The Case of EURUSD In this Next Stage of Trade Wars

With the global trade war starting to shift to the Atlantic front, the FX market's benchmark currency pairs becomes particularly important for keeping track of systemic trends. Through the final 48 hours of this past trading week, EUR/USD marked a considerable bounce. This is remarkable because the Euro's fundamentals were not that encouraging. While the Eurozone composite PMIs were encouraging, far more important was the IMF's Article IV review that triggered a number of warnings over the financial and economic health of the Euro-area. And, of course, engaging in a trade war with a leader who shows little concern over the long-term ramifications is a serious threat. Yet, the Euro was able to gain because the Dollar's losses through the period were more significant. The Greenback had been so far rather stable despite its being the instigator down the path of mutual economic destruction. However, recognition of the stakes the US faces through the loss of growth and aggregate effect of individual retaliations is starting to dawn. Long-term, this will be a critical theme to track; but keep tabs of the Fed's second round stress test results on banks (for dividends and buybacks), the Fed's ambitions and the general intensity of risk trends with appetite for havens.

Pound and Canadian Dollar Less Burdened, New Zealand Dollar Faces Trouble

Moving away from the global reach in some of these big picture themes is difficult. However, some currencies are finding their coasts are clearing. For the British Pound, we still have a long road to remove the risk of Brexit and the EU meeting next week will reminds us that this is not putting out fires within England's own government. However, the course has been cleared somewhat this past week with the compromise between government and Parliament. Watch the headlines, but the Sterling may find it easier to promote movement - especially if taking advantage of heavier momentum from counterparts. For the Canadian currency, the inflation and retail sales data released Friday cool the unique BoC rate forecasts somewhat, but the Loonie has already seen its speculative overshoot retrace. If the currency is due a natural rebound, keep tabs on USDCAD, CADJPY and CADCHF. For volatility without consistency, beware the Kiwi dollar. The RBNZ rate decision is on tap mid-week and the last meeting left us with the threat that more rate cuts could come. We discuss all of this and more in this weekend Trading Video.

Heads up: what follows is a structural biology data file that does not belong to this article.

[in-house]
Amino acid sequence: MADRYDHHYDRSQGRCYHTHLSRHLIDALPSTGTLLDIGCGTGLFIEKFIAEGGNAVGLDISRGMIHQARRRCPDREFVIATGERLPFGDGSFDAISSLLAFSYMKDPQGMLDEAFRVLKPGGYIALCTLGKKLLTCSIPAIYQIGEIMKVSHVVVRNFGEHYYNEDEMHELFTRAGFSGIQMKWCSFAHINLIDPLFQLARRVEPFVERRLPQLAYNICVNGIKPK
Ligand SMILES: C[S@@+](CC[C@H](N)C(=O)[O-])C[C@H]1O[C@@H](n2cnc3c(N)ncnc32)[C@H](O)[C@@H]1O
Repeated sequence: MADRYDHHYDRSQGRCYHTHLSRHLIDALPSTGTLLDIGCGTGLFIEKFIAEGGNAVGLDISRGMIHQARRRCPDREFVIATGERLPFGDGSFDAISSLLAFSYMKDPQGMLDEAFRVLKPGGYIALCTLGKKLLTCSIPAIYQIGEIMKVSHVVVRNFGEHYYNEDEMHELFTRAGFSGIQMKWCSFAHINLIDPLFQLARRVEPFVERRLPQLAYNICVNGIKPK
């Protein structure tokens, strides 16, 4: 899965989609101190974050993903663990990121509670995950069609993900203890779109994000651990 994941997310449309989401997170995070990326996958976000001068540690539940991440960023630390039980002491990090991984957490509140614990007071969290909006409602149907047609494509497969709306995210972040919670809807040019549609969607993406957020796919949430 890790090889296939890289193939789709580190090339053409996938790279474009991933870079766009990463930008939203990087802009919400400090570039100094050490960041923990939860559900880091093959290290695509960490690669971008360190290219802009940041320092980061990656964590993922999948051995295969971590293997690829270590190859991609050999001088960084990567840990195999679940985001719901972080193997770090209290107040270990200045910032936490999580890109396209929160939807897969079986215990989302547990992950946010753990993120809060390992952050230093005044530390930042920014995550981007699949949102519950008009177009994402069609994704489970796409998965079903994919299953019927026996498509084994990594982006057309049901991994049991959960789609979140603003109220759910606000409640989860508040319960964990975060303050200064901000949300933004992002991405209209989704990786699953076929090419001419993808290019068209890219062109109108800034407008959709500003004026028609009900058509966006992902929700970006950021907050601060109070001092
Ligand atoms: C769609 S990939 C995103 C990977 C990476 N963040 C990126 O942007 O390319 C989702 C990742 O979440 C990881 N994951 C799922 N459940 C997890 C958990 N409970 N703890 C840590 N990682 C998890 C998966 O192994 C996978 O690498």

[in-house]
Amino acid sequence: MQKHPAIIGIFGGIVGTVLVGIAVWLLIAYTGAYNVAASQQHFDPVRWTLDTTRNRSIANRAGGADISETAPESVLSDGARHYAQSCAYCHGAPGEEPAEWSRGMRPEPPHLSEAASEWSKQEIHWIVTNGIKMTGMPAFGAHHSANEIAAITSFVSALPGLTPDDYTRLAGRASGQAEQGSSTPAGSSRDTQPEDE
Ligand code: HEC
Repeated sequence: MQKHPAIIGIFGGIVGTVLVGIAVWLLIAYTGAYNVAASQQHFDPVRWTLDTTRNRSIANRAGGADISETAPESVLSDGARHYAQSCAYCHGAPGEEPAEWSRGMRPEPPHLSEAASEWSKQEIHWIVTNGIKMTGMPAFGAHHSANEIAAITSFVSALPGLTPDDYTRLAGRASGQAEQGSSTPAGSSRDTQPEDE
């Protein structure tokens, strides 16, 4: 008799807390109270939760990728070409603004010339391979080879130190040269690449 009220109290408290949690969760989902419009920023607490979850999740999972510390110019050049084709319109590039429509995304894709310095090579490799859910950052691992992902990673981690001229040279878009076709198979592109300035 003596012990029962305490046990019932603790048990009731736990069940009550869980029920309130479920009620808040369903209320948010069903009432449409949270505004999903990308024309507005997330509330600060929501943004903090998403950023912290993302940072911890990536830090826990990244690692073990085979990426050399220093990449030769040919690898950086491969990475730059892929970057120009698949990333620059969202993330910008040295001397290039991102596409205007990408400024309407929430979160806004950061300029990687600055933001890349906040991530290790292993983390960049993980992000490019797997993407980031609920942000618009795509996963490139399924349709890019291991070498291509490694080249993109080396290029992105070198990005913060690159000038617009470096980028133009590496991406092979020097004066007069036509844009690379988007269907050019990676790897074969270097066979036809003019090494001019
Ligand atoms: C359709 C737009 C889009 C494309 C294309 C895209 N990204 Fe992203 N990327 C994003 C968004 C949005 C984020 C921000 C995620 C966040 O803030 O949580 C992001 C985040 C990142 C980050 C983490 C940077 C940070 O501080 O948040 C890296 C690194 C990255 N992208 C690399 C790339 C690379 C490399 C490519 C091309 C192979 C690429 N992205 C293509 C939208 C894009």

If you want to download my Manic-Crisis calendar, you can find the updated file here.

DailyFX provides forex news and technical analysis on the trends that influence the global currency markets.